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New FAA Web Site Promotes Child Safety

December 20, 2004

New FAA Web Site Promotes Child Safety
December 20, 2004 – The U.S. Department of Transportation’s Federal Aviation Administration has a new Web site to help parents learn more about the use of child safety seats on airplanes.

The FAA reports the new Web site is part of recent efforts to encourage parents to use safety seats when taking their child on an airplane. Since 1996, the FAA has partnered with airlines and businesses to distribute information about safe air travel for children.

"It’s especially important to remind parents that the safest place for your little one is in a child safety seat, not on your lap," said FAA Administrator Marion C. Blakey. "We’re providing a single source of useful safety information for parents."

The Web site contains tips for choosing the correct child safety seat for air travel, as well as other helpful guidance to ensure that families are prepared for their flight. Parents may also download a new brochure and current child safety news. Print public service announcements (PSAs), broadcast quality video, and radio PSAs are available for use by airlines, retail and media outlets, as well as web-based travel services.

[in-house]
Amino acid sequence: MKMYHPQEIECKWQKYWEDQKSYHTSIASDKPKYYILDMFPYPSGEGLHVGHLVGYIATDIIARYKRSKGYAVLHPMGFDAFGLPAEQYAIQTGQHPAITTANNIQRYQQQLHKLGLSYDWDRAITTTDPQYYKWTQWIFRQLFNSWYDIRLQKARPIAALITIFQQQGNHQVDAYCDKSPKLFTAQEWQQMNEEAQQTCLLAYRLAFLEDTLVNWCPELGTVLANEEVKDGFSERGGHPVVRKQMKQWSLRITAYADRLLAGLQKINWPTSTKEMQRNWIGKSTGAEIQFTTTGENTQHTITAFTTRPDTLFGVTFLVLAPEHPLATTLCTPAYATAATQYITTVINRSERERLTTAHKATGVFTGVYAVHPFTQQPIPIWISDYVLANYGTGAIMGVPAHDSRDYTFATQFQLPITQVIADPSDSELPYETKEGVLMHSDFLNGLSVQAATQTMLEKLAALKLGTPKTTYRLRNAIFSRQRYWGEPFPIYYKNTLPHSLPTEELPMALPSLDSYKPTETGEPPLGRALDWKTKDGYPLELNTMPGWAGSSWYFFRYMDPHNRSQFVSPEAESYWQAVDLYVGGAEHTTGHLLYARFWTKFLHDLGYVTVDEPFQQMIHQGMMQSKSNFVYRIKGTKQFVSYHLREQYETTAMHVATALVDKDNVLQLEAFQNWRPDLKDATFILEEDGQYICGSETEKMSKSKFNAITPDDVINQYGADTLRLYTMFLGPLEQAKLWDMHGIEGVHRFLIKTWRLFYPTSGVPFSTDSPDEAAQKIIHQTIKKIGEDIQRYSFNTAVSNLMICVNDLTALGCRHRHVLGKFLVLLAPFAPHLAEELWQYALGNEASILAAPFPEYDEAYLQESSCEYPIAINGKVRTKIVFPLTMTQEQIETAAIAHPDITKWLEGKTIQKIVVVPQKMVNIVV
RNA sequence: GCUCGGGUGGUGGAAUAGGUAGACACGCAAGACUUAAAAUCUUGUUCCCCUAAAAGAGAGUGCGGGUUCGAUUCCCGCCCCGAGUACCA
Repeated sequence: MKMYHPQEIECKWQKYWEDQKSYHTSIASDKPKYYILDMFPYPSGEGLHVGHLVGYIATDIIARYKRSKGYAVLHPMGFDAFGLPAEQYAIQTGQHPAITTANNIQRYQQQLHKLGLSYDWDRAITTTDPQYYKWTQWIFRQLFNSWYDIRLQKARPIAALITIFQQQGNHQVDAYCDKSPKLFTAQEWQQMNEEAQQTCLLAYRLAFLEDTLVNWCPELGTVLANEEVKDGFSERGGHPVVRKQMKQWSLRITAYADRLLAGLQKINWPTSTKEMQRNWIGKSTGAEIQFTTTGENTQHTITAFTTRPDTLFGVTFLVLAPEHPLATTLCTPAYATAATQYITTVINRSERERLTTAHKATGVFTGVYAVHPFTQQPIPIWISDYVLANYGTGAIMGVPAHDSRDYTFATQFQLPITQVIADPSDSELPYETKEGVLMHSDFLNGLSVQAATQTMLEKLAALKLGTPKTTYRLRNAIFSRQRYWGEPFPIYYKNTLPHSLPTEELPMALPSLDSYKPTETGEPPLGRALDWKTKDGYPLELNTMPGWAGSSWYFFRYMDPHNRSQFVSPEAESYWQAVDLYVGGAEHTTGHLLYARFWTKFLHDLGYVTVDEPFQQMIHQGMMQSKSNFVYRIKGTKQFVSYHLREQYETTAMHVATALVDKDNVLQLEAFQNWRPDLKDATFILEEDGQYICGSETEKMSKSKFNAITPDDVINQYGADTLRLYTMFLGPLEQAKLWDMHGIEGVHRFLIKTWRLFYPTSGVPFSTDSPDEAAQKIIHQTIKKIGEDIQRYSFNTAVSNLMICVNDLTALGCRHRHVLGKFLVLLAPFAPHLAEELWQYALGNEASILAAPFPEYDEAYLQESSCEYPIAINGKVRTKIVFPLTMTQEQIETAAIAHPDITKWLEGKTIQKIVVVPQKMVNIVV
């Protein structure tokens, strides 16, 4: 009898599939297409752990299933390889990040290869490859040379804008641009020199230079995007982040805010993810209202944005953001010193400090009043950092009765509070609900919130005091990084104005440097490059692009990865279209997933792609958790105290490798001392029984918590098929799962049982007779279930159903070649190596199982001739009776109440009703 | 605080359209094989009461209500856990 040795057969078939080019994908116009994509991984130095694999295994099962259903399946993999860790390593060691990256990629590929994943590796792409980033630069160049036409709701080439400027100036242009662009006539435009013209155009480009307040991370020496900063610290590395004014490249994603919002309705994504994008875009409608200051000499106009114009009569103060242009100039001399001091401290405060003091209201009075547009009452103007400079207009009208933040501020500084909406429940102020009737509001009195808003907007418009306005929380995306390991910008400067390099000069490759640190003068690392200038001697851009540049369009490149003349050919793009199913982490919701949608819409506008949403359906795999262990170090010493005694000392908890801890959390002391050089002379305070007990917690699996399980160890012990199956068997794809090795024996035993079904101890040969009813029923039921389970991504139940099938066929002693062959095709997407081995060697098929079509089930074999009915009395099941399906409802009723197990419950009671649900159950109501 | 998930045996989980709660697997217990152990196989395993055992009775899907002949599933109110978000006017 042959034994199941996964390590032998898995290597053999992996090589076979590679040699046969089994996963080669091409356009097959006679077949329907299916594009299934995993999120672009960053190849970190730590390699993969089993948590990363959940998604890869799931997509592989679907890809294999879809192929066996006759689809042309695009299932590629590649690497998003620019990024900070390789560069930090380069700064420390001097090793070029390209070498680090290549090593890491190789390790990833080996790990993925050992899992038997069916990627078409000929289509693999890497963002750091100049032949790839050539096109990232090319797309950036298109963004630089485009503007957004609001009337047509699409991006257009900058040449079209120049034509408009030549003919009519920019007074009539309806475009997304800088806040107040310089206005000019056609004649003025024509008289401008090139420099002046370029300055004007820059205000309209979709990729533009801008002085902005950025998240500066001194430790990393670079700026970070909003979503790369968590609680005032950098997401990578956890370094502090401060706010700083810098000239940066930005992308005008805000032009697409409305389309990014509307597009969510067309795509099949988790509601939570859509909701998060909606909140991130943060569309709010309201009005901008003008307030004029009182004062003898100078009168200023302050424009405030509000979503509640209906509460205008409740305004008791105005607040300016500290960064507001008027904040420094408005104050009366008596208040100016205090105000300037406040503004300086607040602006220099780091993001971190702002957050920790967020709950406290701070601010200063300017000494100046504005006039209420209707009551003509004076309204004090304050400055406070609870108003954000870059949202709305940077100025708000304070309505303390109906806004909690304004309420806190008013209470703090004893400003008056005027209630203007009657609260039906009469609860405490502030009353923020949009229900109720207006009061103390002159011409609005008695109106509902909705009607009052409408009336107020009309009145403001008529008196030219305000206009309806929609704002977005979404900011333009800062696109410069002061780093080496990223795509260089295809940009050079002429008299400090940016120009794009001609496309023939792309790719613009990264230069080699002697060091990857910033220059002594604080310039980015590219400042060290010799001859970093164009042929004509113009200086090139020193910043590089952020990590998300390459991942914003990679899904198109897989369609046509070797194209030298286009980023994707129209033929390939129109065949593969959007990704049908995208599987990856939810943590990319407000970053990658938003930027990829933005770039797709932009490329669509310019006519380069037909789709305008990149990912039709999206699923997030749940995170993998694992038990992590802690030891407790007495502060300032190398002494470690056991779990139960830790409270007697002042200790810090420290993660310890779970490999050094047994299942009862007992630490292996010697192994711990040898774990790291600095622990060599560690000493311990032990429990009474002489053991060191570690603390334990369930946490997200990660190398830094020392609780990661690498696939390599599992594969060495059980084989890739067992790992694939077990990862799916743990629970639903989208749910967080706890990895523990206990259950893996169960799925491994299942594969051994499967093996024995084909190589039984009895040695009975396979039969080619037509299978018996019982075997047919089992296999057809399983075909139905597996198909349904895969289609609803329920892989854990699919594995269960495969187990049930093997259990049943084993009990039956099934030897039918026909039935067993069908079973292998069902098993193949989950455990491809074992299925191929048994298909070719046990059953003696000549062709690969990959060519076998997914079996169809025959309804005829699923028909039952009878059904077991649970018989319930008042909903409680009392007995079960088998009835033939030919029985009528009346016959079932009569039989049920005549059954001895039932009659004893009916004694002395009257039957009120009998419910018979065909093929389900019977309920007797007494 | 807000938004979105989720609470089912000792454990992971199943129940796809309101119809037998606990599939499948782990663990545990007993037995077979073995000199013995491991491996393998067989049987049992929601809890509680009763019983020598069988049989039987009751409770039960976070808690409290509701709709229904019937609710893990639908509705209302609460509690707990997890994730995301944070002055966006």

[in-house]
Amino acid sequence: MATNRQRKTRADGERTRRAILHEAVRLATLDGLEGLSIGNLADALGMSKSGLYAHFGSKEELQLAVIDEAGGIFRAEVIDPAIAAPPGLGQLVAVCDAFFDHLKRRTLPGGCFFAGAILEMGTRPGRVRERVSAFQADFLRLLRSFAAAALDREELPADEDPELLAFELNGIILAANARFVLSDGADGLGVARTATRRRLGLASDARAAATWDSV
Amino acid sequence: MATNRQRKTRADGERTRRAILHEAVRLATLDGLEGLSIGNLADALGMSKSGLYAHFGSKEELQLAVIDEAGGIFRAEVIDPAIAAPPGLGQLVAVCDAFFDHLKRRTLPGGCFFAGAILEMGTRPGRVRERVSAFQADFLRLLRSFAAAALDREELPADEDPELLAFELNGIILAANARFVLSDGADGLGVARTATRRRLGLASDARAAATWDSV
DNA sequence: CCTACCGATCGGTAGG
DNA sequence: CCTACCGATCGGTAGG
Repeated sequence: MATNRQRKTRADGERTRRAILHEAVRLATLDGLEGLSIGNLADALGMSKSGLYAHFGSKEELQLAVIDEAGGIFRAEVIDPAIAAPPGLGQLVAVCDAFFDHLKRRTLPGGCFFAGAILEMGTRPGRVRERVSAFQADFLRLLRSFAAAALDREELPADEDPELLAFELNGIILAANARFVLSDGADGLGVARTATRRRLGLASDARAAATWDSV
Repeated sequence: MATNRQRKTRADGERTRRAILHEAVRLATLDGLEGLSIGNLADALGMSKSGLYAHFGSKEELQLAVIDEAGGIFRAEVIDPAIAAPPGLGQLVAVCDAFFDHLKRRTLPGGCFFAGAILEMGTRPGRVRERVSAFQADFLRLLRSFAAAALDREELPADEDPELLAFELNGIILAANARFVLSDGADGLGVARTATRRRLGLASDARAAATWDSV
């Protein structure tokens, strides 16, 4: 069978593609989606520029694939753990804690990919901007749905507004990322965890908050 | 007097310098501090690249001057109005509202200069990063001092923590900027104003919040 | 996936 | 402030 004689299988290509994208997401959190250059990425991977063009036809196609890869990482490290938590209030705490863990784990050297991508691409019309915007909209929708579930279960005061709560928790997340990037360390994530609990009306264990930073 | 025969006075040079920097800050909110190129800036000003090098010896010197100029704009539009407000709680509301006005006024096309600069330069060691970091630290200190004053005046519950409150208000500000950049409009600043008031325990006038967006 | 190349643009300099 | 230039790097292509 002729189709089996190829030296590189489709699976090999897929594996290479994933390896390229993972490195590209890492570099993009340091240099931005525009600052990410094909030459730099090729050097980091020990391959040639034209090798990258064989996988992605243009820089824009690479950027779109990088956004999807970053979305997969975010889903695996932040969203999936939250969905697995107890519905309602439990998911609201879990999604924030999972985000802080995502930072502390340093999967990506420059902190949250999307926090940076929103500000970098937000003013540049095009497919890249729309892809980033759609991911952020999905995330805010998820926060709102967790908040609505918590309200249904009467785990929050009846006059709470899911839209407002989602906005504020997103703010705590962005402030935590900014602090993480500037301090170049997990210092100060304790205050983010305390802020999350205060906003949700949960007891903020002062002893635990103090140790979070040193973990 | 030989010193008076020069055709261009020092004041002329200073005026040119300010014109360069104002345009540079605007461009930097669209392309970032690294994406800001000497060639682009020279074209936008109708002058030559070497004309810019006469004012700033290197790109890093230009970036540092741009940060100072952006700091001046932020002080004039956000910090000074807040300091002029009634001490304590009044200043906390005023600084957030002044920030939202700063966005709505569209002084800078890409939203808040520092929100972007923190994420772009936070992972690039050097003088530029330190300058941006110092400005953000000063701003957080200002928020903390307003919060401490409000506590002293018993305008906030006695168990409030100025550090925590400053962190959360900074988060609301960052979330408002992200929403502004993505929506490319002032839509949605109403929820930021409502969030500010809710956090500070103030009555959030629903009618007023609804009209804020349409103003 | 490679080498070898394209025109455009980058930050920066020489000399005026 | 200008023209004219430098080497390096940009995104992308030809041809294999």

The following tips are among the advice found online:

  • Make sure your child safety seat has the following statement on it, "This restraint is certified for use in motor vehicles and aircraft."


  • The FAA strongly recommends that a child weighing: – less than 20 pounds use a rear- facing child safety seat, – from 20 to 40 pounds use a forward- facing child safety seat, and – more than 40 pounds use an airplane seat belt.


  • Ask your airline for a discounted fare. Many airlines offer discounts of up to 50 percent for children less than two years of age occupying a seat.


  • f you cannot purchase a ticket for your child, ask if your airline will allow you to use an empty seat.


  • While booster seats and harness vests enhance safety in motor vehicles, the FAA prohibits passengers from bringing these types of devices on airplanes for use during taxi, take-off, and landing because they do not provide as much protection as a child safety seat. They should be checked as baggage.


  • "Belly belts," which attach to lap belts, are banned for use on U.S. airplanes.

    For more information, visit

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